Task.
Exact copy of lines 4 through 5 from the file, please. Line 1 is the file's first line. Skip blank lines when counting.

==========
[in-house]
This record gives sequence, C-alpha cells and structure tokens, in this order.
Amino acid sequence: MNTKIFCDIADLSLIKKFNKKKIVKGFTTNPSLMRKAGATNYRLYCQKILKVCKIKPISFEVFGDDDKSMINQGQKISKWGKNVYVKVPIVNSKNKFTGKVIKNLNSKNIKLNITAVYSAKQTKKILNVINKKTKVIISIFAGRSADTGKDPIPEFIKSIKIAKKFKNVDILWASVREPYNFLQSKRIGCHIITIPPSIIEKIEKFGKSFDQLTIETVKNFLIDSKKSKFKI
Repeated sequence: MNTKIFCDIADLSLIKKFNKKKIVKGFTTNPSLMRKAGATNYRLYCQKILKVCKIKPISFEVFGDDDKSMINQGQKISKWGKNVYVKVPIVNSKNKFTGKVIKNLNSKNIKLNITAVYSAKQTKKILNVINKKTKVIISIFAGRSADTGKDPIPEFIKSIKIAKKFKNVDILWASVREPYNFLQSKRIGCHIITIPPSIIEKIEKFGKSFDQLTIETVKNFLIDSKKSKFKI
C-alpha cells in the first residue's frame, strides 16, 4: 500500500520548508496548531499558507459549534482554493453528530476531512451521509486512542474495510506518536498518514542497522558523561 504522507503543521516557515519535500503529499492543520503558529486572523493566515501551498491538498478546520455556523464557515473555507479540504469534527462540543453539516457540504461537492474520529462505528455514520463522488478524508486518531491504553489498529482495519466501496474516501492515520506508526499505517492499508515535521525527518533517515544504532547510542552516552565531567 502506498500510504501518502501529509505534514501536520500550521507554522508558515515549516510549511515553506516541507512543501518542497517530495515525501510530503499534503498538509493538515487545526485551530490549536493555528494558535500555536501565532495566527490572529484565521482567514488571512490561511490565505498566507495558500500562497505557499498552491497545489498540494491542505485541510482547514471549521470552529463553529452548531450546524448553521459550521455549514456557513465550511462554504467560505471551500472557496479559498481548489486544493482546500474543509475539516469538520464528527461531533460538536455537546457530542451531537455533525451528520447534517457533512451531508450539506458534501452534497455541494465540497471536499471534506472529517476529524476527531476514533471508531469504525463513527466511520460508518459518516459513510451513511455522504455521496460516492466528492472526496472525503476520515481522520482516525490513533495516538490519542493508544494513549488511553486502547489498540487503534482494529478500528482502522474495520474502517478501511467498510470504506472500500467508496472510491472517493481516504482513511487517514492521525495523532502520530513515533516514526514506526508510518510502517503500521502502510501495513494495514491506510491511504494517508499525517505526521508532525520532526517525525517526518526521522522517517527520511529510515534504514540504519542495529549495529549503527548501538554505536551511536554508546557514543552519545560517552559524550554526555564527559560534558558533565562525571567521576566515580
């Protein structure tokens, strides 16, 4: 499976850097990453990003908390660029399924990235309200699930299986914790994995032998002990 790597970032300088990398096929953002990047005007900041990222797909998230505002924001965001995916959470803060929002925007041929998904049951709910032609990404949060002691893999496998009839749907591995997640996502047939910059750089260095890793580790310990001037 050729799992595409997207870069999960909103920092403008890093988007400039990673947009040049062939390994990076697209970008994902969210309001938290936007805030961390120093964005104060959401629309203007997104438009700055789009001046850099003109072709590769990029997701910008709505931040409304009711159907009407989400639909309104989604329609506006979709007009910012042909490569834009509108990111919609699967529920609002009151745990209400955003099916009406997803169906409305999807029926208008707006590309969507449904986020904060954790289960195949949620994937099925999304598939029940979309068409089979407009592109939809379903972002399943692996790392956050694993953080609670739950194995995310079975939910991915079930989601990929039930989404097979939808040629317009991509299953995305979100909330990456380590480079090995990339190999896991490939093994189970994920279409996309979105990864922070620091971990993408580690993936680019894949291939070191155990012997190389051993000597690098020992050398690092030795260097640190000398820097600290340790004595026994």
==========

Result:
Repeated sequence: MNTKIFCDIADLSLIKKFNKKKIVKGFTTNPSLMRKAGATNYRLYCQKILKVCKIKPISFEVFGDDDKSMINQGQKISKWGKNVYVKVPIVNSKNKFTGKVIKNLNSKNIKLNITAVYSAKQTKKILNVINKKTKVIISIFAGRSADTGKDPIPEFIKSIKIAKKFKNVDILWASVREPYNFLQSKRIGCHIITIPPSIIEKIEKFGKSFDQLTIETVKNFLIDSKKSKFKI
C-alpha cells in the first residue's frame, strides 16, 4: 500500500520548508496548531499558507459549534482554493453528530476531512451521509486512542474495510506518536498518514542497522558523561 504522507503543521516557515519535500503529499492543520503558529486572523493566515501551498491538498478546520455556523464557515473555507479540504469534527462540543453539516457540504461537492474520529462505528455514520463522488478524508486518531491504553489498529482495519466501496474516501492515520506508526499505517492499508515535521525527518533517515544504532547510542552516552565531567 502506498500510504501518502501529509505534514501536520500550521507554522508558515515549516510549511515553506516541507512543501518542497517530495515525501510530503499534503498538509493538515487545526485551530490549536493555528494558535500555536501565532495566527490572529484565521482567514488571512490561511490565505498566507495558500500562497505557499498552491497545489498540494491542505485541510482547514471549521470552529463553529452548531450546524448553521459550521455549514456557513465550511462554504467560505471551500472557496479559498481548489486544493482546500474543509475539516469538520464528527461531533460538536455537546457530542451531537455533525451528520447534517457533512451531508450539506458534501452534497455541494465540497471536499471534506472529517476529524476527531476514533471508531469504525463513527466511520460508518459518516459513510451513511455522504455521496460516492466528492472526496472525503476520515481522520482516525490513533495516538490519542493508544494513549488511553486502547489498540487503534482494529478500528482502522474495520474502517478501511467498510470504506472500500467508496472510491472517493481516504482513511487517514492521525495523532502520530513515533516514526514506526508510518510502517503500521502502510501495513494495514491506510491511504494517508499525517505526521508532525520532526517525525517526518526521522522517517527520511529510515534504514540504519542495529549495529549503527548501538554505536551511536554508546557514543552519545560517552559524550554526555564527559560534558558533565562525571567521576566515580